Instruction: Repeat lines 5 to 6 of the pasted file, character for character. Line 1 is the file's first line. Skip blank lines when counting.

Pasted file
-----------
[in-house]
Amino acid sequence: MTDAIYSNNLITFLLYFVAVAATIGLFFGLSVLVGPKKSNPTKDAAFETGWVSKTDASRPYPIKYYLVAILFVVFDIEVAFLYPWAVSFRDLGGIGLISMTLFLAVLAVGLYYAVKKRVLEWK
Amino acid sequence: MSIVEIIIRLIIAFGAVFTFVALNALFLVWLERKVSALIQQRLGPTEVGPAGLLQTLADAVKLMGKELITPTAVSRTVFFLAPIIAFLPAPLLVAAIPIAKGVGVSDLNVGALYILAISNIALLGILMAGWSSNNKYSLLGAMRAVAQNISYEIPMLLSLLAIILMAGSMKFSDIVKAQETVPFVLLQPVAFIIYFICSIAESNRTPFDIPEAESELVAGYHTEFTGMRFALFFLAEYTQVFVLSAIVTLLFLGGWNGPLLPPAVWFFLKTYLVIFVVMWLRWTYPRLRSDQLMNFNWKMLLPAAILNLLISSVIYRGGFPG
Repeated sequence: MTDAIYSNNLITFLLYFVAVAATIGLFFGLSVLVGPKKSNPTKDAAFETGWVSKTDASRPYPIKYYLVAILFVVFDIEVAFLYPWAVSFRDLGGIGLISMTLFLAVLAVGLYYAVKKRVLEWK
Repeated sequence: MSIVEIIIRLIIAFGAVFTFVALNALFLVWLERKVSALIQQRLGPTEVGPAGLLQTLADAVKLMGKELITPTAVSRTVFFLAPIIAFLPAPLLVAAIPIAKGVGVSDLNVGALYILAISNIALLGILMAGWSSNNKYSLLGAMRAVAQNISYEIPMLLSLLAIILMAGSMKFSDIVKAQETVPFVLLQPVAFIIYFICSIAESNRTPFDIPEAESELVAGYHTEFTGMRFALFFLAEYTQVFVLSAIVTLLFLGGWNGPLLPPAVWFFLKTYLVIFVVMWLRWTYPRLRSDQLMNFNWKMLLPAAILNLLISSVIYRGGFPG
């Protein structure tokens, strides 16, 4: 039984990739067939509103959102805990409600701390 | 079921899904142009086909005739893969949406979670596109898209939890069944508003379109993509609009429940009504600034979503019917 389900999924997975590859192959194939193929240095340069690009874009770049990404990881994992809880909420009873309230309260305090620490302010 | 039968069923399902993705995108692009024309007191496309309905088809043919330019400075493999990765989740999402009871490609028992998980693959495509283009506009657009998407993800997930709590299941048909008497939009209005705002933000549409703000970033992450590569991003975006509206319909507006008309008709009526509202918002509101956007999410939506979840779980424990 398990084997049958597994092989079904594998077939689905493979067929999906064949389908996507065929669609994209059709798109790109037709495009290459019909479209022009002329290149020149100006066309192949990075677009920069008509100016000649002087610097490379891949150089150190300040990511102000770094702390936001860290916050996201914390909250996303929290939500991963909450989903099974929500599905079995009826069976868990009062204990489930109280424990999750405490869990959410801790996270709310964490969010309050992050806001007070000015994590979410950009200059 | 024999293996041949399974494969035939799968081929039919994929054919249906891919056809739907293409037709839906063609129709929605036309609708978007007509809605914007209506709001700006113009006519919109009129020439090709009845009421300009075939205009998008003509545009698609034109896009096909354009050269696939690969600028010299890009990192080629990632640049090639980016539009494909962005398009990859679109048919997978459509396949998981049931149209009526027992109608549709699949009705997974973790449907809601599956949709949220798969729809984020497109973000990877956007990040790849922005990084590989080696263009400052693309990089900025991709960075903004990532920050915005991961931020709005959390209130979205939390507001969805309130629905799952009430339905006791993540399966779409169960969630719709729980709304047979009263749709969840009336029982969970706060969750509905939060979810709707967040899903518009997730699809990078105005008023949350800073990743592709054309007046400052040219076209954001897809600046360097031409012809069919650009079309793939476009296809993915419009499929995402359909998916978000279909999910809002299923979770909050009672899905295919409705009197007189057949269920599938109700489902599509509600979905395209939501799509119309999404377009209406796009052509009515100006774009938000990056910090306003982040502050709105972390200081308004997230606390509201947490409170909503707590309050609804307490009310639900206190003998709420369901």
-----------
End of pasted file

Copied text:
Repeated sequence: MSIVEIIIRLIIAFGAVFTFVALNALFLVWLERKVSALIQQRLGPTEVGPAGLLQTLADAVKLMGKELITPTAVSRTVFFLAPIIAFLPAPLLVAAIPIAKGVGVSDLNVGALYILAISNIALLGILMAGWSSNNKYSLLGAMRAVAQNISYEIPMLLSLLAIILMAGSMKFSDIVKAQETVPFVLLQPVAFIIYFICSIAESNRTPFDIPEAESELVAGYHTEFTGMRFALFFLAEYTQVFVLSAIVTLLFLGGWNGPLLPPAVWFFLKTYLVIFVVMWLRWTYPRLRSDQLMNFNWKMLLPAAILNLLISSVIYRGGFPG
């Protein structure tokens, strides 16, 4: 039984990739067939509103959102805990409600701390 | 079921899904142009086909005739893969949406979670596109898209939890069944508003379109993509609009429940009504600034979503019917 389900999924997975590859192959194939193929240095340069690009874009770049990404990881994992809880909420009873309230309260305090620490302010 | 039968069923399902993705995108692009024309007191496309309905088809043919330019400075493999990765989740999402009871490609028992998980693959495509283009506009657009998407993800997930709590299941048909008497939009209005705002933000549409703000970033992450590569991003975006509206319909507006008309008709009526509202918002509101956007999410939506979840779980424990 398990084997049958597994092989079904594998077939689905493979067929999906064949389908996507065929669609994209059709798109790109037709495009290459019909479209022009002329290149020149100006066309192949990075677009920069008509100016000649002087610097490379891949150089150190300040990511102000770094702390936001860290916050996201914390909250996303929290939500991963909450989903099974929500599905079995009826069976868990009062204990489930109280424990999750405490869990959410801790996270709310964490969010309050992050806001007070000015994590979410950009200059 | 024999293996041949399974494969035939799968081929039919994929054919249906891919056809739907293409037709839906063609129709929605036309609708978007007509809605914007209506709001700006113009006519919109009129020439090709009845009421300009075939205009998008003509545009698609034109896009096909354009050269696939690969600028010299890009990192080629990632640049090639980016539009494909962005398009990859679109048919997978459509396949998981049931149209009526027992109608549709699949009705997974973790449907809601599956949709949220798969729809984020497109973000990877956007990040790849922005990084590989080696263009400052693309990089900025991709960075903004990532920050915005991961931020709005959390209130979205939390507001969805309130629905799952009430339905006791993540399966779409169960969630719709729980709304047979009263749709969840009336029982969970706060969750509905939060979810709707967040899903518009997730699809990078105005008023949350800073990743592709054309007046400052040219076209954001897809600046360097031409012809069919650009079309793939476009296809993915419009499929995402359909998916978000279909999910809002299923979770909050009672899905295919409705009197007189057949269920599938109700489902599509509600979905395209939501799509119309999404377009209406796009052509009515100006774009938000990056910090306003982040502050709105972390200081308004997230606390509201947490409170909503707590309050609804307490009310639900206190003998709420369901």